COLORADO SPRINGS, CO, July 10, 2013—On July 3, the Colorado Secretary of State’s office resolved complaints by Sen. John Morse’s attorney, and yesterday it did so for the Giron camp. According to Colorado law, one month after petition signatures are verified, any protests over the validity of the signatures accepted by the Secretary of State’s office must be resolved. Yesterday’s ruling completed that process.
True to form, Democrats continue legal challenges to forestall the recall elections demanded by the people. Morse’s attorney’s filed in district court yesterday for an injunction to stop the recall.
Gun-rights supporters in both Pueblo and El Paso counties have targeted the two lawmakers for recall because they organized and supported new gun-control laws this year—in total disregard of the wishes of their constituents. According to speculation in the Pueblo Chieftain, a decision in the Morse case is likely to apply to the Giron recall as well because of the similarity of the wording of the petitions.
The reason the two petitions are worded similarly is that they both follow the template provided by the Secretary of State’s office. Organizer Rob Harris says that if they had not used that wording, their petitions would not have been approved.
Democrat attorney Mark Grueskin—the radical Democrat’s go-to lawyer in Denver who is employed on behalf of Morse—is thus going after the process itself. The law is clear and Deputy Secretary of State Suzanne Staiert, who reviewed both complaints and released the rulings, said that she dismissed Grueskin’s complaint because the process is in full compliance with the law.
The essence of Grueskin’s complaint is that the petitions do not include wording to say the recalled official must be replaced—as if common sense didn’t indicate that the position would need to be filled. In both complaints a local Democrat activist was used as complainant: Catherine Kleinsmith in Colorado Springs and S. Douglas McMillan in Pueblo. Ms. Kleinsmith, who contributed to Morse’s issue committee and lists her occupation as a retired attorney, didn’t bother to show at last week’s hearing in Denver.
The legal challenges are only part of the scorched-earth delaying tactics the Democrats are using to keep their two senators from being recalled.
In the weeks before the sufficiency rulings, Democrat canvassers were seen on the streets with photocopies of the recall signatures, going house-to-house in an effort to pressure people into recanting their signatures. For the Morse petition, they convinced 125 people to change their minds. People reported also being contacted via phone from out of state; one person said she’d been called nine times.
These voter intimidation techniques are troubling but ultimately did not affect the outcome. They may well have a chilling effect on future petitions.
The people who signed the petitions were registered 48% Republican, 38% Unaffiliated, and 20% Democrat. The district overall voter registration is roughly one-third each.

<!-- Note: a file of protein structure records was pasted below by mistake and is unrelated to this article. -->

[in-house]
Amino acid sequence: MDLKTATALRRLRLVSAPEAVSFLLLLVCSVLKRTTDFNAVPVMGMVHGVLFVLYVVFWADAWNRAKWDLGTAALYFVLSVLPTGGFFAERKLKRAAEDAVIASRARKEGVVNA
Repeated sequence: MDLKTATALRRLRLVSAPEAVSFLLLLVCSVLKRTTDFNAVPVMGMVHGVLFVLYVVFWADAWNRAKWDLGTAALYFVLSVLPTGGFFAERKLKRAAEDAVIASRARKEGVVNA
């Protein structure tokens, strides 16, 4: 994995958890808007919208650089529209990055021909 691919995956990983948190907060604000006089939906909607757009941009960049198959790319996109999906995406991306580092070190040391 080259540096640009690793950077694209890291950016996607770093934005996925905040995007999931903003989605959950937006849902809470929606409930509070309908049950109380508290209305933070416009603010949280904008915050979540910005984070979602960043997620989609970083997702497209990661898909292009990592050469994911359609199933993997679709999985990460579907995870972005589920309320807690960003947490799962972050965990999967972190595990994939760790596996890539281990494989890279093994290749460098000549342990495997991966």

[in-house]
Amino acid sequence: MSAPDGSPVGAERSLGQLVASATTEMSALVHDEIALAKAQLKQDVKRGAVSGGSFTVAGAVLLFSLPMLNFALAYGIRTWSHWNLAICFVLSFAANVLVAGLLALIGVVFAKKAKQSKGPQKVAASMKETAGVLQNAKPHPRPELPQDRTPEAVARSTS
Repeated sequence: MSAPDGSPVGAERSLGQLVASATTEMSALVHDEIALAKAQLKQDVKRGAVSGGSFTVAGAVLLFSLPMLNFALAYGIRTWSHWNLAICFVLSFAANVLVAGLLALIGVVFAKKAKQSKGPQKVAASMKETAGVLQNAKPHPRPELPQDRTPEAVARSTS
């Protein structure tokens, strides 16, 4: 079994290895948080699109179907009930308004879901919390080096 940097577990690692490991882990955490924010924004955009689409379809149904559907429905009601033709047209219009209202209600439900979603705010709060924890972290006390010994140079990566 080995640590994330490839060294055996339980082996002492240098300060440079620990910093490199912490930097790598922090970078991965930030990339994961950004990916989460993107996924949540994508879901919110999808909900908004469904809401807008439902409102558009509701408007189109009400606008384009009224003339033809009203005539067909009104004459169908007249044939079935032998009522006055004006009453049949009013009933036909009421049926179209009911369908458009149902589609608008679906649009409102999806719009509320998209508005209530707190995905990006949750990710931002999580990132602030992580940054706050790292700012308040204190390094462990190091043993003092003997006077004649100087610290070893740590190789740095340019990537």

Meanwhile, Tuesday night a Republican vacancy committee selected former city councilman Bernie Herpin run for the office in the recall election.
Under Colorado law, the recall ballot is structured as two questions. The first is, “Shall Sen. John Morse be recalled?” The second is a selection of people seeking to replace him.
It is unclear whether Democrats will put anyone on the recall ballot. The most widely speculated name is former state representative Mike Merrifield, who had already announced his intention to run for the seat in 2014. He now says he won’t be put on this ballot, preferring instead to focus on keeping Morse in office.
Morse has five working days from July3 to decide whether to resign. If he does, a Democrat party vacancy committee led, incidentally, by the man leading the “A Whole Lotta People for John Morse” issue committee, will recommend a replacement. That replacement is expected to be Mike Merrifield. Governor Hickenlooper would then make the formal approval.
If events transpire in this fashion, it would be a big stick in the eye of district voters. Mike Merrifield ran Mayor Bloomberg’s Colorado gun control operation.
Although Morse is likely under some pressure to resign, Democrat strategists may decide to go for broke. Using their national fundraising apparatus, they are nationalizing this contest and both outraising and outspending the Basic Freedom Defense Fund, which is funding the recall effort. So far, no national gun rights or other organization has stepped in to help.
In Egypt, the Muslim Brotherhood is fighting tooth and nail to stay in power, regardless of the will of the people who have gathered in their millions to “recall” them. In Colorado, radical Democrats are likewise fighting to avoid the people’s judgment on their performance.
So far in Colorado, no one standing up for their rights has been killed or seriously injured.
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